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Isadora Duncan

When you think of Isadora Duncan, “flamboyant,” “imposing,” “inspirational” and “original” might be the adjectives that come to mind. Her unconventional life brought criticism from many conservatives and admiration from the liberal-minded people of her day.

It is difficult to pin down the year Isadora Duncan was born, although it is known she entered the world in San Francisco. A discrepancy with her birth certificates — there are two of them — puts the year as either 1897 or 1898. That confusion could well be a symbol of the wild existence she was to lead. The youngest of four children, her interest in dance bloomed early on in her life. Duncan’s mother instilled a love of music and poetry — two art forms that would continue to influence the style of her choreography.

Duncan is considered by many to be the person who first broke the formal rules of dance, particularly those of ballet. Finding it confining for both the body and the mind, she threw this style of dance to the wind. She preferred the openness and fluidity of natural movement and unrestricted breathing, which she dubbed “ebb and flow.” This, along with improvisation, became the signature style of her choreography. Interestingly, she was compelled to break dance boundaries by studying the statues and art of the Ancient Greeks. She began dancing barefoot in flowing robes and scarves. Her works were a blend of music, movement and poetry. This style proved to be a profound influence on the modern dance choreographers who came after her. Duncan also introduced modern athleticism into her techniques, incorporating “skipping, running, jumping, leaping and tossing” [source: Belilove].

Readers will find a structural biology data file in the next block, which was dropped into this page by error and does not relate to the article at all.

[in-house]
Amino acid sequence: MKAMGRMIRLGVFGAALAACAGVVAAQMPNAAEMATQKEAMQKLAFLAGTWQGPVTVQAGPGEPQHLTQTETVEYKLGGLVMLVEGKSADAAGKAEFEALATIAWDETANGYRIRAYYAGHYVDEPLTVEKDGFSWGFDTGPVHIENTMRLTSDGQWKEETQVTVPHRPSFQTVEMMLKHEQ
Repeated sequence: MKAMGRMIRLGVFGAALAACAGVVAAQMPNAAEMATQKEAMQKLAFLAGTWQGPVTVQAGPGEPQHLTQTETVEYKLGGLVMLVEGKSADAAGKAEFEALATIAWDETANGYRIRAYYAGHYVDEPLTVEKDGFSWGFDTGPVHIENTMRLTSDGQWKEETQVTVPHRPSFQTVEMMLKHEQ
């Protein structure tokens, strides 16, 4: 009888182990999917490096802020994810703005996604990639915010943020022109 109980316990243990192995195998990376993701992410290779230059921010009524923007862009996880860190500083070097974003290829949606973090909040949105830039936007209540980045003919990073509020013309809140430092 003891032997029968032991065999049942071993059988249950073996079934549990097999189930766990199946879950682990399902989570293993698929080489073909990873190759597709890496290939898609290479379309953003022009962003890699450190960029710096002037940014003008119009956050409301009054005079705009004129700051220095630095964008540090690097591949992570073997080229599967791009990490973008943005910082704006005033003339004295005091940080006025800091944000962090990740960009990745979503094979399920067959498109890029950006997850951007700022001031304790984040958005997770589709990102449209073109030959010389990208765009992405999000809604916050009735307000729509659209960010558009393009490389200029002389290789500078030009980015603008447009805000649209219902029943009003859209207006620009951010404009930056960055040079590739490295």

Her life was far from quiet or formulaic. Duncan was known for her public love affairs. She dismissed marriage as antiquated, although she was briefly married to a man 17 years younger than herself. Duncan enjoyed a very social life and was a regular visitor to the salons of Paris and London. On a more tragic note, she lost her only two children in a car accident. Many years later, she herself was killed in a car, when one of her long scarves got caught in the open-spokes of a convertible’s wheel. Her ashes were placed next to her children’s graves in Pere Lachaise Cemetery in Paris.

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